Friday, September 23, 2022



One of the Journals I receive has a section each issue called “Readers Write.” Subscribers are notified of the future themes ahead of time and encouraged to submit a short written essay on that subject. The most recent theme was “The Bus.” Several entrants shared their bus stories; on dangerous roads in foreign countries to meeting a future spouse. All of them were interesting to read but one left me rigid. I couldn’t read on till I thoroughly digested the last sentence.

The writer was describing her experience on a school bus in Montana. It had to be one of the longest routes in the country, seventy miles, often on treacherous roads, taking two hours each way. The story is basically about the driver; of many years. He left home before dawn, spent the school day waiting to return his charges to their homes, and returned to his own home and family late in the day. He managed rugged, treacherous, often snowy roads, and ungrateful, often rowdy children, with good humor; even offering special boxes of chocolates to each child as a Christmas gift. He literally had the lives of hundreds of children in his hands over the years.

Forty years after last riding that bus, the writer looked up the driver’s name to find he had been dead for decades. Then came her concluding sentence that brought me up short. “The obituary made no mention of his many years as a bus driver.”

Obituaries can be long or they can be short. But what can they really tell us about the import of a human life? And how often do those who serve in unpretentious ways fall off the radar when we belatedly offer our attention and respect; or not!

Mr. Knap was an immigrant from Estonia. He served a church where my father was pastor as custodian. It was a large building with a two story sanctuary with balcony, large fellowship hall with spacious kitchen, many meeting rooms and a gymnasium. Mr. Knap kept the place spotless, working long and irregular hours! His English was limited but his smile was contagious. He was so grateful for his new home in this country and his employment at the church.

When he died, his obituary didn’t mention he was a custodian. His funeral was sparsely attended. I suppose he was ignored or forgotten by many because he was not fluent in English.

In my first few years out of Seminary, I served a church as an Assistant Minister. I was young, the new kid on the block. Probably because none of the more tenured clergy in town would do it, or maybe because they took their turn before I arrived, a local funeral director always called me to do the “disability” funerals. You could hardly call them funerals. The deceased had been warehoused at a state facility for the disabled and many had no known family, or been essentially disowned by family; dumped on the state. There would not be anyone at the funeral but the funeral director and I. As a deeply religious Catholic, he couldn’t bear putting anyone in the ground without the reading of appropriate scripture and prayer. All the personal information I had for my prayers was a name. He and I prayed together at a grave site several times in my three short years in that community. None of those folks had an obituary in the local paper.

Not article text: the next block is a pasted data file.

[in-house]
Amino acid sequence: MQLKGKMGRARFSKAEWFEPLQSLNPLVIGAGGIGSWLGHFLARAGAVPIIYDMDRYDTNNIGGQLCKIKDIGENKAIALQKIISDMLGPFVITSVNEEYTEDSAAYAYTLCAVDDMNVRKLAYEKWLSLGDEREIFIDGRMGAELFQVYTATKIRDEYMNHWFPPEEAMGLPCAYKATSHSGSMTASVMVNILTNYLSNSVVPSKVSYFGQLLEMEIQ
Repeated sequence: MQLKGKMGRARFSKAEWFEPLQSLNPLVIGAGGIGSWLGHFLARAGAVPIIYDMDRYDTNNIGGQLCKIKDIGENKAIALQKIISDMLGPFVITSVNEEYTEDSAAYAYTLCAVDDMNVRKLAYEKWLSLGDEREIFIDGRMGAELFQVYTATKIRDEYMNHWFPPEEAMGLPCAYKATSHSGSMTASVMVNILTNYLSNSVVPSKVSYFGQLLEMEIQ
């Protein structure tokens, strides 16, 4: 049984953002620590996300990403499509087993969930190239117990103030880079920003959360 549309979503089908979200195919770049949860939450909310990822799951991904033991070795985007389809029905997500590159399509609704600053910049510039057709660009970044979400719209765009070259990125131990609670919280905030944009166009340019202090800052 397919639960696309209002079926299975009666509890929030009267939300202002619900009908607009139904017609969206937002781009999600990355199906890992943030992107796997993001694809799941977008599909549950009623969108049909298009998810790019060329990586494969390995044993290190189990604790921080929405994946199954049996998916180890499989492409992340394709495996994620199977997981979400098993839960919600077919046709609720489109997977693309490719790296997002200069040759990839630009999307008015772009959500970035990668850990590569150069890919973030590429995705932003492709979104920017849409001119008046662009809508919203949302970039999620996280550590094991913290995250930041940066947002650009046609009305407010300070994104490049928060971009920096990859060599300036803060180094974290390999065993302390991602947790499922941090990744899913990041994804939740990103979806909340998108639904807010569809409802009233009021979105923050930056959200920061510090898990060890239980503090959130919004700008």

The Jewish Talmud offers us the concept of the Tzadikim Nistarim. They are the thirty-six righteous ones who hold up the world and keep us from disaster. According to the tradition, if even one of them were missing, the world would come to an end. No one knows who they are. They could be “wood choppers or water drawers.” If someone claimed to be one of the righteous, they obviously were not, as humility would be one of their most important traits. If one of the thirty-six dies, another is immediately added. Together, they justify humanity in the eyes of God.

The idea of the Tzadikim is such an important concept! We can not always be certain those with the most visibility and the longest obituary are the ones holding the world together. Sometimes, it can be just the opposite, the unknown; the bus drivers, the custodians, the disabled; the wood cutters and water carriers.

Only through the eyes of God will human worth be assured, and measured.  

Carl Kline

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